6. Quality H / Mark Kinsella / Ben Asselin / 4/77.127
7. Vaillant De Belle Vue / Tali DeJong / Tali DeJong / 4/77.676
8. Ittolo / Kyle King / Kerri Volek / 4/78.180
9. Conrado 12 / Ali Ramsay / Ramsay Equestrian Inc / 4/79.594
10. Gucci / Della White / Della White / 4/79.927
11. Clockwise of Greenhill Z / Uma O’Neill / O’Neill Show Jumping LLC / 4/79.927
12. Koddac Van Het Indihof / Joie Gatlin / Chandler Meadows / 4/80283
Lillian Muzzy and Baldeur Bring Home 3’3” Junior Hunter Classic Victory
Junior hunters took over Hunter 2 Saturday to conclude their divisions and vie for championship honors and hunter classic victories. In the Perfect Products 3’3” Junior Hunter Classic, it was Lillian Muzzy and Baldeur who took top call with a score of 162.
“I thought it was a really fun classic round,” Muzzy, of Coto De Caza, CA, explained. “I tried to keep one rhythm throughout the course. I like to make last-minute decisions sometimes, so I was just sticking to my gut and being patient.”
Baldeur is a bit of a triple threat for Muzzy, and his wisdom shows up for her when she needs it. “Baldeur is my 18-year-old,” she said of the Westphalian gelding by Balou Du Rouet. “He does everything, from the hunters to the equitation. So he’s just really amazing. Skylar Wireman found him for us at Capital Challenge two years ago. Ever since then he’s just been so good to me.
“Previously, I’ve been doing the 3’3” equitation on him,” she continued. “He was my first horse that I did the 3’3” equitation on and my first 3’3” Junior Hunter. I plan to just stick to the 3’3” with him and I’m just hoping for the best.”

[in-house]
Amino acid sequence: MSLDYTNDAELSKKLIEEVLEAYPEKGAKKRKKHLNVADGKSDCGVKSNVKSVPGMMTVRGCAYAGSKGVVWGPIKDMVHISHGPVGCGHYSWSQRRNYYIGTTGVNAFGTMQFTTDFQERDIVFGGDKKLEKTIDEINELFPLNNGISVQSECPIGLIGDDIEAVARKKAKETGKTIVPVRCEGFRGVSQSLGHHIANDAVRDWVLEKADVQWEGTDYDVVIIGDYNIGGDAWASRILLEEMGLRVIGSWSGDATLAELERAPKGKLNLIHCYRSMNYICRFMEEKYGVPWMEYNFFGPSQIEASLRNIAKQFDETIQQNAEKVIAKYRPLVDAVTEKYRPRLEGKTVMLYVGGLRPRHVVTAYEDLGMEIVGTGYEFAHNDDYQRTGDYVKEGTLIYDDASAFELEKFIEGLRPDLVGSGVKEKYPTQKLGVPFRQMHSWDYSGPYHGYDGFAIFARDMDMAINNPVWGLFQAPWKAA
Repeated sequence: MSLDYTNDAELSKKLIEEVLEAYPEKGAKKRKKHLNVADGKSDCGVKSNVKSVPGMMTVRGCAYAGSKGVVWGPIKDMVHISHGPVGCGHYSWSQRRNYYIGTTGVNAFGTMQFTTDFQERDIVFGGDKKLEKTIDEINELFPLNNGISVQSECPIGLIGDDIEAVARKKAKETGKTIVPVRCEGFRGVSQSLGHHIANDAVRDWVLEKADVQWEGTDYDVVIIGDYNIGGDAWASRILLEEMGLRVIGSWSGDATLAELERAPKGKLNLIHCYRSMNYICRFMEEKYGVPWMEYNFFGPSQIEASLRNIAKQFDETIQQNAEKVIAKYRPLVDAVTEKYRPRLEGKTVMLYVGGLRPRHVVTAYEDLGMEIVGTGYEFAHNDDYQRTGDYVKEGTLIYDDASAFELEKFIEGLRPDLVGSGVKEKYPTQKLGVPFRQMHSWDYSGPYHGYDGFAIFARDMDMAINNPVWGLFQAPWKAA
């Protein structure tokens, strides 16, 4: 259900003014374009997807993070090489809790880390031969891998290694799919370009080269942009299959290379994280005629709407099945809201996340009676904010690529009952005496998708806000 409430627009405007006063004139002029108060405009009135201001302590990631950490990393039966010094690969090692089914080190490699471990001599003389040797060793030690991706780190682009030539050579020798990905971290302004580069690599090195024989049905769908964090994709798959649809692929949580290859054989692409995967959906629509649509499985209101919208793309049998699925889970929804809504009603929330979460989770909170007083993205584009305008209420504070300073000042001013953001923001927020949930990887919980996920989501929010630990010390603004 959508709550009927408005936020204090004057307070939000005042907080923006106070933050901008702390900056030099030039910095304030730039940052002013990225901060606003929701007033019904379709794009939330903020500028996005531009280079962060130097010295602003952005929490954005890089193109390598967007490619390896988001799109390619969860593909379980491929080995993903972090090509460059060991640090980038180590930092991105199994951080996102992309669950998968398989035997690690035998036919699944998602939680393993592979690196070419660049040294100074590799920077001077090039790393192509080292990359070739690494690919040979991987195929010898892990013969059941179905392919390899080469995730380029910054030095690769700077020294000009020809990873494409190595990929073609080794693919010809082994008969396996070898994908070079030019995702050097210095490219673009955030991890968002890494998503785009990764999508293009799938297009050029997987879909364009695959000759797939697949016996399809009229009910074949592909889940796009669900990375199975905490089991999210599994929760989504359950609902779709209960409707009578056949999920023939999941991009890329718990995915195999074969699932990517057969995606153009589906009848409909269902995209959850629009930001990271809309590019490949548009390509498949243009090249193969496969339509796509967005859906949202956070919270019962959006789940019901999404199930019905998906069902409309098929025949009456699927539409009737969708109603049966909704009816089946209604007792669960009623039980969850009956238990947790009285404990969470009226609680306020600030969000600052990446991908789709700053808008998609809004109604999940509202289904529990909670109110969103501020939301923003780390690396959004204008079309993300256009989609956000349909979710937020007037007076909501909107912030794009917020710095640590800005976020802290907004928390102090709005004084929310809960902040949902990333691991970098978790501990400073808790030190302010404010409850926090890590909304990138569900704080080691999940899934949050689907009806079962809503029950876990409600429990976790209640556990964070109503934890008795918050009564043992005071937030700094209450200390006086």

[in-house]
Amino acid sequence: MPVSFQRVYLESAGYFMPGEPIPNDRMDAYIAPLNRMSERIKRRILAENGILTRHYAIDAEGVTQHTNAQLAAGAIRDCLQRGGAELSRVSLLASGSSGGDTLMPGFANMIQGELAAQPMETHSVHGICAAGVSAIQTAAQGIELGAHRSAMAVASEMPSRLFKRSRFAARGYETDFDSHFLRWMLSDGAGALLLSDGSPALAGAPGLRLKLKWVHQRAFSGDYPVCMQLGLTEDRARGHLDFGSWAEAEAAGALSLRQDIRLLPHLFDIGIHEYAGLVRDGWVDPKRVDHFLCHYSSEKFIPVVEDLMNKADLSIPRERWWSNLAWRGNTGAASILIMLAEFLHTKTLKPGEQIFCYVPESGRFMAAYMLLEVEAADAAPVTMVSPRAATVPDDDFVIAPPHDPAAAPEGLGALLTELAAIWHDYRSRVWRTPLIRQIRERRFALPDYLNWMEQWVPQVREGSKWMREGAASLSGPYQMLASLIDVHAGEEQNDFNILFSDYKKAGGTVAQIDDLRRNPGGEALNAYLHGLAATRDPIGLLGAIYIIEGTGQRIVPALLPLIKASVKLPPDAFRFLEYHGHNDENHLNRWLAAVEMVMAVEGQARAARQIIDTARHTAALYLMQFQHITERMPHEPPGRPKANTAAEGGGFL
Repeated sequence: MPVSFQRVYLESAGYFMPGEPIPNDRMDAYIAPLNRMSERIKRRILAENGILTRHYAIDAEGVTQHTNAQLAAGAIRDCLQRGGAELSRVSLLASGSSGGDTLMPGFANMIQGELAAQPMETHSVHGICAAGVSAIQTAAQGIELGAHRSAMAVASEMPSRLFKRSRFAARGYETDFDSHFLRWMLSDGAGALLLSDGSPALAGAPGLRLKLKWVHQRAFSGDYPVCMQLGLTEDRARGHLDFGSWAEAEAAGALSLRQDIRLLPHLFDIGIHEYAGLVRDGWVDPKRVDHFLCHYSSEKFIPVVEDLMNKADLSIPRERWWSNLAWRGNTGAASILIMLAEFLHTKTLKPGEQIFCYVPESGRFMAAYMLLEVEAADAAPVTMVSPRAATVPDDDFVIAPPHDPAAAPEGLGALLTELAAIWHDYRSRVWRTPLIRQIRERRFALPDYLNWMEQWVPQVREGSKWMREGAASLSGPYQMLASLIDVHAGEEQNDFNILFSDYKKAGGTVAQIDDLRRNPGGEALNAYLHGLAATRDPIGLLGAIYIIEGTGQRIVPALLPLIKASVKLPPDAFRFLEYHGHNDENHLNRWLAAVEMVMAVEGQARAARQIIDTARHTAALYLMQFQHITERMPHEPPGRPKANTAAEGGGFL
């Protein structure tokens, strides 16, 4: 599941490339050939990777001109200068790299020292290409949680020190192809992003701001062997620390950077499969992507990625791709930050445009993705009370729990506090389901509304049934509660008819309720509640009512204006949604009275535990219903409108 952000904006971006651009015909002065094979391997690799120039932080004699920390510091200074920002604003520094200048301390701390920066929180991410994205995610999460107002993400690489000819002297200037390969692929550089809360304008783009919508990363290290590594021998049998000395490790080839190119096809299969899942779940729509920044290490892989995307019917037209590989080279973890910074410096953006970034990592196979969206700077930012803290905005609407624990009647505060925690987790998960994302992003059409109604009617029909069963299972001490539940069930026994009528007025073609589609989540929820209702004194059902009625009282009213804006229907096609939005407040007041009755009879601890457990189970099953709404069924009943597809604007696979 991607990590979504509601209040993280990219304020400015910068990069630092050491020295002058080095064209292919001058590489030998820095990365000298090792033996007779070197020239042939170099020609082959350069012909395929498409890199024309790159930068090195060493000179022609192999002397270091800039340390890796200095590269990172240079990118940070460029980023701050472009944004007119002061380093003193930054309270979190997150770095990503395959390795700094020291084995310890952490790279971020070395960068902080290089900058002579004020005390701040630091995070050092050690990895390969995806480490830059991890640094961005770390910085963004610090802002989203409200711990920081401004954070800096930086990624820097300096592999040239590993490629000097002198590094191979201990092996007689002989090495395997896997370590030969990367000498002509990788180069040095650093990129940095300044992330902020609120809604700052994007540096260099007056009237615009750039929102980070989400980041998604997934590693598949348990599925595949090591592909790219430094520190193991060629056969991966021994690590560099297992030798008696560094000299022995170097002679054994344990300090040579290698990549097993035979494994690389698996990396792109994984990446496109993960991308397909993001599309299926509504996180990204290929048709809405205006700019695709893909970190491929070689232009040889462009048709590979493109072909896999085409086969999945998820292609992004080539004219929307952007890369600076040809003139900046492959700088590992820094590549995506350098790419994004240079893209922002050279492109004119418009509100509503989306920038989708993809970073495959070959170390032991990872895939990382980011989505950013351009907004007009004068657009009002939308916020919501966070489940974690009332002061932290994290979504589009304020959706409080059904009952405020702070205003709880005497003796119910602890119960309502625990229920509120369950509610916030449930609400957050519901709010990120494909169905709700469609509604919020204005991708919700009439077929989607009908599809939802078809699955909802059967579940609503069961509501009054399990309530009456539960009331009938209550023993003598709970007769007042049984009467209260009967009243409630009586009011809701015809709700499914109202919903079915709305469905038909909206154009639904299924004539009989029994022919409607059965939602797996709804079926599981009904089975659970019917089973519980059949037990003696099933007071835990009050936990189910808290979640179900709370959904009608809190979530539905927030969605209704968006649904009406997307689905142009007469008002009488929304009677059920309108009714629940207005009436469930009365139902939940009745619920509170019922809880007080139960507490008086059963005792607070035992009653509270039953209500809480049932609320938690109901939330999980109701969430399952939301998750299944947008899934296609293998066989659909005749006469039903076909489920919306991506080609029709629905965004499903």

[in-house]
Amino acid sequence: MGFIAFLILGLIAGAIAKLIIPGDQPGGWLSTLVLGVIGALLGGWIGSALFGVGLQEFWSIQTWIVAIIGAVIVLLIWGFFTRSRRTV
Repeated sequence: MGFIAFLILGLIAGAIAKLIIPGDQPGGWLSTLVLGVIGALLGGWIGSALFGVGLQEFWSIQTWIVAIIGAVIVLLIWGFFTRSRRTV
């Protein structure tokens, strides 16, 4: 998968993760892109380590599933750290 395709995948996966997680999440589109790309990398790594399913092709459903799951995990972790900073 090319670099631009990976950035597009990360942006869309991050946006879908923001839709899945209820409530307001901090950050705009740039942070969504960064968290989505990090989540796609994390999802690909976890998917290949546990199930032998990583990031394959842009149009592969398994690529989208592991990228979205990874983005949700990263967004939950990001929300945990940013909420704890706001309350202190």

Like most Californians, Muzzy echoed, “I’m really lucky that Desert Horse Park has such great weather here and that we can bring our horses to such a wonderful facility.
Blue Gets the Blue in DIHP Dog Puissance
“Puissance” is defined as great power, influence, or prowess. When we think of Puissance history, we think of the greats. Nick Skelton. Anthony D’Ambrosio. John Whitaker. Some even remember Germany’s Franke Sloothaak and Optiebeurs Golo, who cleared 2.4m (or 7 feet 10.5 inches) and still hold the record today.
That same thrill and excitement was felt Saturday in Main Hunter as DIHP let the dogs out and history was made.
Another name was etched onto the solid-gold Puissance trophy Saturday, and that name was Blue. Blue jumped nearly to the sky over the final obstacle, and owner Lauren Kolbe lived out her dreams watching him clear the highest fence set of the day.
“It feels amazing to be champions,” Kolbe gushed. “It’s the highlight of my career, for sure. Blue is such a good dog. He loves jumping.”
“Blue is 6 years old now,” she said of her Australian Shepherd. He’s getting older, but he learned to jump when he was really little. He keeps coming back year after year for this class. He loves it. We got second last year, so it was nice to come back and win.”
Blue intends to rest and save up his energy for future occurrences of the Dog Puissance to defend his title. “We’ll see how he’s feeling, and we may do the [Ariat Tails over Rails] Dog Puissance later on this circuit and next year.”
The Dog Puissance to benefit USHJA Foundation is always a crowd and exhibitor favorite, and the atmosphere was electric Saturday afternoon. “I think it’s really fun,” Kolbe continued. “It definitely brings everyone together. It brings all the dog owners together. The dogs have fun. The people have fun. It’s overall, a good, fun experience.”
Luckily for all dog owners, this is not the last Dog Puissance of the season. Desert Circuit VII features the Ariat Tails Over Rails Dog Puissance, so dogs can return to take their shot at the biggest canine honor in all of the desert.